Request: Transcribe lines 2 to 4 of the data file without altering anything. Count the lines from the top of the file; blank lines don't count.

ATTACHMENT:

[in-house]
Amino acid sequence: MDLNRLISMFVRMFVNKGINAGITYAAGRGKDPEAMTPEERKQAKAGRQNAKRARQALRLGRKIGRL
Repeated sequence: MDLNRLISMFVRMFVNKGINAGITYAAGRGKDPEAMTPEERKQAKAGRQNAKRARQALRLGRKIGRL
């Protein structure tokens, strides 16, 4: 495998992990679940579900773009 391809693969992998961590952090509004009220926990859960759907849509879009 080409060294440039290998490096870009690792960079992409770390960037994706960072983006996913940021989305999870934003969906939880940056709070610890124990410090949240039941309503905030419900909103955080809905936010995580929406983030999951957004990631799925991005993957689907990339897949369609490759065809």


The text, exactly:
Amino acid sequence: MDLNRLISMFVRMFVNKGINAGITYAAGRGKDPEAMTPEERKQAKAGRQNAKRARQALRLGRKIGRL
Repeated sequence: MDLNRLISMFVRMFVNKGINAGITYAAGRGKDPEAMTPEERKQAKAGRQNAKRARQALRLGRKIGRL
């Protein structure tokens, strides 16, 4: 495998992990679940579900773009 391809693969992998961590952090509004009220926990859960759907849509879009 080409060294440039290998490096870009690792960079992409770390960037994706960072983006996913940021989305999870934003969906939880940056709070610890124990410090949240039941309503905030419900909103955080809905936010995580929406983030999951957004990631799925991005993957689907990339897949369609490759065809």